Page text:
How To Write A Better Press Release

How To Write A Better Press Release



A press release is​ the most effective way to​ generate free publicity for your business or​ organization. a​ well-written press releases can generate mountains of​ coverage, and most of​ the time, that coverage will be more in-depth than any ad. Writing press releases are tricky; since they’re targeted mostly to​ journalists, the focus, style and tone is​ different from the typical business document. The following tips will help you craft a​ clear, creative press release.

THE BASICS

Like any news story or​ announcement, a​ press release must be “spun” -- that is, it​ must have a​ particular angle interesting to​ journalists and, subsequently, to​ readers. Sure, the opening of​ a​ new office might mean big things for your company, but it’s of​ little interest to​ the rest of​ the community if​ you don’t tell them why they should care. Consider the following elements of​ a​ good press release and incorporate them into your work:

RELEVANCE: This is​ the most basic concern you need to​ address; how is​ your news relevant to​ the publication’s demographic? Are you providing jobs or​ new services? is​ a​ prominent community figure involved? Does it​ relate somehow to​ a​ recent hot topic? Always know your release’s relevance before writing.

TIMELINESS: a​ journalist will rarely pay attention to​ a​ release if​ it​ isn’t timely. Does your release relate specifically to​ a​ holiday or​ event? Did it​ happen recently or​ will it​ happen soon?

DISTINCTIVENESS: What makes your news unique? is​ it​ something interesting, or​ different, enough that people outside your company or​ organization would want to​ read about it? Would you?

LACK of​ COMPETITION: Think carefully about other news or​ events taking place at​ the time of​ your release. Are you competing with holiday news when your release isn’t at​ all holiday related? Will publications have bigger stories with which to​ concern themselves? if​ so, hold off on releasing your story until there’s a​ bigger gap in​ the news cycle.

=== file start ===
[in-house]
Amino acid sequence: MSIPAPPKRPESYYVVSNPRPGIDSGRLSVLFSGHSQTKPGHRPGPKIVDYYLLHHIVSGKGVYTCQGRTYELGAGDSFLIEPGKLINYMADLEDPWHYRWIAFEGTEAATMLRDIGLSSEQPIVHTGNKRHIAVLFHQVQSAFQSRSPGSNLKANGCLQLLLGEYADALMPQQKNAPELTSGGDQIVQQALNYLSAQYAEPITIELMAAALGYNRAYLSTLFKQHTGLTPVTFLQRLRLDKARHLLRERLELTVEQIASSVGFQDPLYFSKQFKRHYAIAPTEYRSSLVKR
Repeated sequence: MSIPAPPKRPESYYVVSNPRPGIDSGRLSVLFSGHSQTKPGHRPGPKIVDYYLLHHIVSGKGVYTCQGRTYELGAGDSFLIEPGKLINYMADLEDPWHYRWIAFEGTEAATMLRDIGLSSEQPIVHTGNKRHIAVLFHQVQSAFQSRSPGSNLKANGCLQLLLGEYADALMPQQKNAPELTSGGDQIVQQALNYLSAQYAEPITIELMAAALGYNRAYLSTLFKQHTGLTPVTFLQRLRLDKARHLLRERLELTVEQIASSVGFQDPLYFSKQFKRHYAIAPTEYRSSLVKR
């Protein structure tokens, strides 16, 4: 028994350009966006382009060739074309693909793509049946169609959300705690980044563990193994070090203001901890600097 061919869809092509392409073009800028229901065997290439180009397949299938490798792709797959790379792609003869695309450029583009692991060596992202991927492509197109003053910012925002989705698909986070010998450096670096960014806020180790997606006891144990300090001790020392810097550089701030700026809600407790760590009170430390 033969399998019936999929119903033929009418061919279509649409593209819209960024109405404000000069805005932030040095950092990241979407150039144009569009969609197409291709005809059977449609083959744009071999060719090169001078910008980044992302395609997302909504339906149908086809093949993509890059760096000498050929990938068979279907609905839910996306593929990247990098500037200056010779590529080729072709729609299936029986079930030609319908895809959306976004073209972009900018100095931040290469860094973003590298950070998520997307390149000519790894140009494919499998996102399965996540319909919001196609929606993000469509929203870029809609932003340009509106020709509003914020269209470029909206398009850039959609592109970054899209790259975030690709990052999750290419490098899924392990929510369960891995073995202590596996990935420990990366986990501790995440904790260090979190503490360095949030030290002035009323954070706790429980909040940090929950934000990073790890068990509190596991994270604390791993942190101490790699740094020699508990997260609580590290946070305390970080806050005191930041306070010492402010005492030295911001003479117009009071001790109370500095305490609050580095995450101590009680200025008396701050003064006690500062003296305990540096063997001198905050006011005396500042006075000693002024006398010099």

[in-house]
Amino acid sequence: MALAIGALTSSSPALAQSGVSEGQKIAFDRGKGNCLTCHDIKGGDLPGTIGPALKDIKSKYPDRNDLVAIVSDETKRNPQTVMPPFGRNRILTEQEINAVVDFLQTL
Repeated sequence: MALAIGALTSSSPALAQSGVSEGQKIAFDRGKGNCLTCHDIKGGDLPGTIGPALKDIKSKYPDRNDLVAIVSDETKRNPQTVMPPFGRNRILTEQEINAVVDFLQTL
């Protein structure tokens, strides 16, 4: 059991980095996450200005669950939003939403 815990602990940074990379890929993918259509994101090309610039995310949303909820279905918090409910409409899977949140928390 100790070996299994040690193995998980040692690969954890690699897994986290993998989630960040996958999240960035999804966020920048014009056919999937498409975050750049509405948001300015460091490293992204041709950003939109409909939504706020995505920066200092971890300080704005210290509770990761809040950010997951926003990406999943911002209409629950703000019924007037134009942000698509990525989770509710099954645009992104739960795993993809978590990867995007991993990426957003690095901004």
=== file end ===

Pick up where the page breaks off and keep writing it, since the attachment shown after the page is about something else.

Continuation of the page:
THE FORMAT

How you write your press release is​ equally as​ important as​ the information you choose (or choose not) to​ include. Follow these steps when writing your press release, and keep them in​ mind as​ you create a​ personal template for future releases.

RELEASE DATE: This should be the first thing under your letterhead. Include the exact date if​ the material is​ restricted to​ a​ specific time, or​ use the words FOR IMMEDIATE RELEASE if​ time isn’t a​ factor.

HEADLINE: a​ strong headline will draw attention to​ your release, much like a​ strong headline draws attention to​ any news story. This should be one line only, in​ all caps and indicative of​ your release’s exact point.

LEAD PARAGRAPH: in​ three sentences or​ less, immediately summarize your story. This paragraph is​ often called a​ “nut graf” in​ the newspaper business -- it​ tells the story in​ a​ nutshell.

BODY PARAGRAPH(S): The remaining paragraphs elaborate on your story and often include quotes from prominent people within the company or​ in​ your community. Keep the writing short and snappy, using familiar words and eliminating any clichés or​ redundancies. Remember: you’re essentially writing for journalists, so use a​ style similar to​ that of​ the publication you’re approaching. This should be no more than two paragraphs, which keeps your entire release to​ one double-spaced page.

END: a​ closing paragraph or​ summary (like the kind found in​ letters or​ reports) isn’t necessary for a​ release; remember, this is​ similar to​ a​ news story. End with either ###, -end- or​ -30-.




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